Venezuela is now importing 300,000 barrels of oil a day to ease domestic fuel shortages, despite having the world’s largest crude oil reserves, Reuters reported Thursday.
According to internal Petroleum of Venezuela (PDSVA) documents the agency claims to have had access to, the country is currently importing 250,000 barrels of oil a day to meet domestic demand and honor supply contracts with customers, including Russia and China, worth around $3.15 billion. The figure represents a 40-percent increase compared to last year when they imported an average of 180,250 barrels per day.
In recent months, PDSVA has been unable to supply sufficient fuel to gas stations, airports, power plants, and industrial customers. Last month, reports from Táchira state described how some car owners were forced to wait up to five days to buy gasoline as the government piloted a new scheme to keep foreigners from benefiting from subsidized prices.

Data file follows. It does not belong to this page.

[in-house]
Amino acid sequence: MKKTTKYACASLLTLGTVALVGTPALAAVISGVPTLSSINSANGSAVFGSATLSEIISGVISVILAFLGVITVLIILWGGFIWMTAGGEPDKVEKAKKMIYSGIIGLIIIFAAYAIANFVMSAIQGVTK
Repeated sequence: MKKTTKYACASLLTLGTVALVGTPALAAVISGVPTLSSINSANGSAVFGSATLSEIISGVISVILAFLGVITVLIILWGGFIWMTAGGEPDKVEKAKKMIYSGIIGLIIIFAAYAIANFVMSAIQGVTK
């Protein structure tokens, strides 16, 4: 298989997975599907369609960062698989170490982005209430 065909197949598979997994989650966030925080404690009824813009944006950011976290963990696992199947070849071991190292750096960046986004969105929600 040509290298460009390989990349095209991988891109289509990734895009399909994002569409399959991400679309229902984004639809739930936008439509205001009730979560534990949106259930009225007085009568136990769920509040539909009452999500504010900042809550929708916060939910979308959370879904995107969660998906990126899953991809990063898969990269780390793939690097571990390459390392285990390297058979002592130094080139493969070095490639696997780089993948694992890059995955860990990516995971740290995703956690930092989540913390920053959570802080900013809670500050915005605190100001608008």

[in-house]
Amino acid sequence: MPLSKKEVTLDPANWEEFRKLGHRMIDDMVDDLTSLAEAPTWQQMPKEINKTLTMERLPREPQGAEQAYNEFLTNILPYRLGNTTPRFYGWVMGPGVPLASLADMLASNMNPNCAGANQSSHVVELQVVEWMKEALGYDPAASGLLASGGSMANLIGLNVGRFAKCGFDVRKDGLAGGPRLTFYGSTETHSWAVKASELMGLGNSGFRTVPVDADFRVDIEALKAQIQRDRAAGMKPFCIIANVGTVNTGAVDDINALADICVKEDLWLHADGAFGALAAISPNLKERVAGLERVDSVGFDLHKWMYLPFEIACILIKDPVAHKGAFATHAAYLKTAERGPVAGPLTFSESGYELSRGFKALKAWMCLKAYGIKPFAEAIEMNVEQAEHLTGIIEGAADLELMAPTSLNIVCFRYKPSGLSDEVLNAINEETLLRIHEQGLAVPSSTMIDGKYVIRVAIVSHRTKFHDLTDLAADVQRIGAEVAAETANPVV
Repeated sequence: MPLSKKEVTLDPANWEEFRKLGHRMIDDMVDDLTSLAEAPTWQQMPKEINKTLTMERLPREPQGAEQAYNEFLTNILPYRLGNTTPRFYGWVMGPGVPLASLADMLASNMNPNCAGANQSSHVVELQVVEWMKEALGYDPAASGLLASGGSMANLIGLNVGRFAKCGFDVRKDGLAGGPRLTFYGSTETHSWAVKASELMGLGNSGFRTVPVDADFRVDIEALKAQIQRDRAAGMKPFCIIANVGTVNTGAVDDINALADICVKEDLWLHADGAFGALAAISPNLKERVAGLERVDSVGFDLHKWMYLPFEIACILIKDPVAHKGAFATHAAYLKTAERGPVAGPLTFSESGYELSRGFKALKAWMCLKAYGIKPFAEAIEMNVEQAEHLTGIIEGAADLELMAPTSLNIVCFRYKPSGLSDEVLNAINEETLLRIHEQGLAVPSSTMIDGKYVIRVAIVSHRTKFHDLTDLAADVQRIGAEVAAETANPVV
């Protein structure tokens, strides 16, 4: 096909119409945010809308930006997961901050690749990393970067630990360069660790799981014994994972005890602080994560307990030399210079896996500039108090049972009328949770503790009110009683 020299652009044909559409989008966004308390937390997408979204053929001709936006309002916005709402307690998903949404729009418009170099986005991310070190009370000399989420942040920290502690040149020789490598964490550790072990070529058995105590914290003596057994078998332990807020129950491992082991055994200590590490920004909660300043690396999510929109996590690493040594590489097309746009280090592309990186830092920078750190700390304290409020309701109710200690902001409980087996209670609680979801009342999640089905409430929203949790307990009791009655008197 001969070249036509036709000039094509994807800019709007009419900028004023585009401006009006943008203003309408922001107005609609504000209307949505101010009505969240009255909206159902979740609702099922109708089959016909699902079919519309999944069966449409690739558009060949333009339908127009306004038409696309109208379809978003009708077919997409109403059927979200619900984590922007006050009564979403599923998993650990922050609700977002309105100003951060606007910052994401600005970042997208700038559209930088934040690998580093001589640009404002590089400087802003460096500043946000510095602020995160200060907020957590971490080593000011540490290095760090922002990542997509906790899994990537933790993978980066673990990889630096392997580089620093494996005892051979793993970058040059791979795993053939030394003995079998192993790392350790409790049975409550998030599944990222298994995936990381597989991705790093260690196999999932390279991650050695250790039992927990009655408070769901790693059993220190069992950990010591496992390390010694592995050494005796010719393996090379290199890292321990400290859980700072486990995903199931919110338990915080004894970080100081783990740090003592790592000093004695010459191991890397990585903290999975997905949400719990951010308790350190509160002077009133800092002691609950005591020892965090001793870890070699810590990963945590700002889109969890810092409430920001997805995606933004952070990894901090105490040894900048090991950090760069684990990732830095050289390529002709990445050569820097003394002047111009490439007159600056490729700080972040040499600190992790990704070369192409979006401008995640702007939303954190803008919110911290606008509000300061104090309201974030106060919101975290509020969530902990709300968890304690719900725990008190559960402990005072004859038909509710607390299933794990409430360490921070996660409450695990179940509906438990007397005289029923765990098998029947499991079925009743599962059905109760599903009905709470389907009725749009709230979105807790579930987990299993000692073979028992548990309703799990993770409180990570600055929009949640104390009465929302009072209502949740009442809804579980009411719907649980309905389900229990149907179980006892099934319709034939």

Some of the country’s recent suppliers include India’s Reliance Industries; PDVSA’s U.S. refining arm, Citgo Petroleum; Russian oil firms, Lukoil and Rosneft; and China National Petroleum Corporation.
“Since February, we have not paid a single imported cargo with cash. We are exchanging the imported fuel for (Venezuelan) asphalt, virgin naphtha, natural gasoline, fuel oil, residual crude, whatever we have,” said a PDVSA employee on the condition of anonymity.
Venezuela’s average oil output is currently under one million barrels of oil per day, a 30-year low. Last month, international oil experts warned that production is in total “freefall,” mainly as a result of the exodus of workers from PDSVA.
Their desertion is also a result of poor working conditions and suppressed wages, as well as a military takeover of the company designed to “consolidate the deepening of socialism” through the “total, absolute transformation of PDVSA.”
The lack of production is also causing problems for the regime with many of its international backers, including China and Russia. Last month, the head of Russian oil company Rosneft, Igor Sechin, traveled to Caracas meetings to personally complain to Maduro about delayed oil shipments designed to the generous loan packages to which Moscow and the regime agreed.
In June, China also threatened to cut off all loans to the Maduro regime until it made the necessary payments. The two sides managed to resolve the issue in September. After Maduro met with Chinese Communist Party leader Xi Jinping in Beijing, the former said that Xi had agreed to provide a further $5 billion despite the risk that China may never get it back.